BY RUSS SCOTT
JULY 29, 2008
READER: HOW MUCH DO TOP PROS REALLY MAKE?
A reader in Springfield, Ill., wants to know how much money big-name poker professionals really make, and players in Iowa and Arkansas ask about online poker sites.
* Do the majority of poker player “personalities” we see on TV actually make a living “at the table” or do they survive on endorsements and sponsorships? — Doug B., Springfield, Ill.
Here’s what you have to remember about those high-profile players on television, Doug: They represent a very small percentage of all players who consider themselves pros. Most of these top players make a good living whether they win at the tables or not, thanks to endorsements and side businesses.
For example, being affiliated with a major online poker site can mean six-figure money annually for the game’s biggest stars.
Meanwhile, I suspect the “majority” of typical pros do not consistently earn a lucrative living at the tables. It isn’t easy to rake in big bucks every year without serious downturns. Those who stay pro more than a few years probably have backers who stake them in return for a percentage of their winnings.
You also asked how the pros document poker losses and earnings on their taxes. Well, it figures that the most successful players hire experts to keep their tax burden to a minimum.
As you know, the law allows you to deduct documented losses up to the amount of taxable winnings. That’s why everyone who plays poker for money, including amateurs, should keep good records of wins and losses, including receipts from tournament buy-ins, jackpots, ATM withdrawals at casinos, etc.
* I play a lot of low-limit sit-and-go tournaments and some ring games at PokerStars.com. My question is: Are these sites really random and fair? I also have tried the Doyle’s Room site. Are there others you would recommend? — Ron M., Eldridge, Iowa.
It makes sense to me, Ron, that the larger sites such as PokerStars and Full Tilt Poker are the least likely to have trouble. There’s too much money at stake to risk their credibility and dominant position by causing or allowing unfair games.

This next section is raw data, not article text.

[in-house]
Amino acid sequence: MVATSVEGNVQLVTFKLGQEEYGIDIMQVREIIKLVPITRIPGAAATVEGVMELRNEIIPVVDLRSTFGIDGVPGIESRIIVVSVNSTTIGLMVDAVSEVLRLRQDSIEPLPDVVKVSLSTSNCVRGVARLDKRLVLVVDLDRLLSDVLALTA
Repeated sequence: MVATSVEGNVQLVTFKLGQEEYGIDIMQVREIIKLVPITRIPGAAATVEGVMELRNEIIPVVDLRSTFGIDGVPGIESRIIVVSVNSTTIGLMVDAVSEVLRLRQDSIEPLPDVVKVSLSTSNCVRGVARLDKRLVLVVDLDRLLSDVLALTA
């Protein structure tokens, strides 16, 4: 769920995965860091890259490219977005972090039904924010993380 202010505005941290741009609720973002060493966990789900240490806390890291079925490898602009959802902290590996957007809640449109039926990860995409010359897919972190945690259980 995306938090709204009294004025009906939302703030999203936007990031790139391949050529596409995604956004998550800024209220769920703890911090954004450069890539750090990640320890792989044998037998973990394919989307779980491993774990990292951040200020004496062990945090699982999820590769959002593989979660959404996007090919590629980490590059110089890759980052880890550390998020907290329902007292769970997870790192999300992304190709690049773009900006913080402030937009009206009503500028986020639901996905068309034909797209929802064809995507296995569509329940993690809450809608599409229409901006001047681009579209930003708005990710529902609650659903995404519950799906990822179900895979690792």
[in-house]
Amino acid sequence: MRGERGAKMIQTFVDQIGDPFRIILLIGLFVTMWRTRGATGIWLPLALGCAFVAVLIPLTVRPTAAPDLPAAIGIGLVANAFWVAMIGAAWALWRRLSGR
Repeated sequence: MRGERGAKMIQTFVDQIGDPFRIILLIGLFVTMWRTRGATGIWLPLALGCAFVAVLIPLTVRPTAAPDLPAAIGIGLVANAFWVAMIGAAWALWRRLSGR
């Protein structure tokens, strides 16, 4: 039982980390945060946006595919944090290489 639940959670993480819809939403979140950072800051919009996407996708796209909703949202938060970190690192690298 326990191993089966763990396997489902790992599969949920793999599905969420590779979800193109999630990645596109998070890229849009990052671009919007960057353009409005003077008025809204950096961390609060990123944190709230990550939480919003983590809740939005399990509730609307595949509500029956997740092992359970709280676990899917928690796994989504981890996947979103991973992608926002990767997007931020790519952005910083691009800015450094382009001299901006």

You should check out reviews and updated news on all sites before trying a new one. Be sure to buy-in small at first and get a good feel for a new site before committing significant money into an account. Of particular importance is a poker site’s record for customer service.
* I play about 70 percent of my online poker at Ultimate Bet. Now that I’m hearing about the superuser account scandal, it’s no wonder I go out on the bubble with A-K vs. 9-6 offsuit, and the 9-6 is the aggressor. Pretty bad when you’ve sat there for four hours to get that far in a tournament, just to get busted out by a “donk” hand! — Adam M., Alpena, Ark.
I don’t know if you were cheated or just the victim of a lucky opponent, Adam, but the fuss over superuser accounts at sister sites Ultimate Bet and Absolute Poker dates back nearly a year. A superuser account allows that player to see everyone’s hole cards in a game.
Fresh developments surfaced last week about both sites.
First was a statement by former Sen. Alfonse D’Amato, chairman of the Poker Players Alliance, a grassroots poker advocacy group that strongly condemns cheating in any poker format.
“We urge these companies and their regulating authority, the Kahnawake Gaming Commission, to provide a full and transparent accounting of these breaches of the public trust to help lift the black cloud that has been placed over the industry,” D’Amato said.
One day later, KGC senior adviser Murray Marshall issued this:
“Over the past several months, it was discovered that individuals within two of KGC’s licensees — Absolute Poker and Ultimate Bet — had created and carried out a scheme to cheat players.”
Marshall said the schemes were detected by affected players and that sanctions, management changes and improved system security were implemented. He also said cheated players were reimbursed and steps taken to prevent similar incidents.
Both news releases appear in full at luckydogpoker.com.
At week’s end, it was announced the two sites will move in August onto one platform called Cereus with shared players, tournaments and games.
E-mail your poker questions and comments to firstname.lastname@example.org for use in future columns. To find out more about Russ Scott and read previous LuckyDog Poker columns, visit www.creators.com or www.luckydogpoker.com.
COPYRIGHT 2008 RUSS SCOTT
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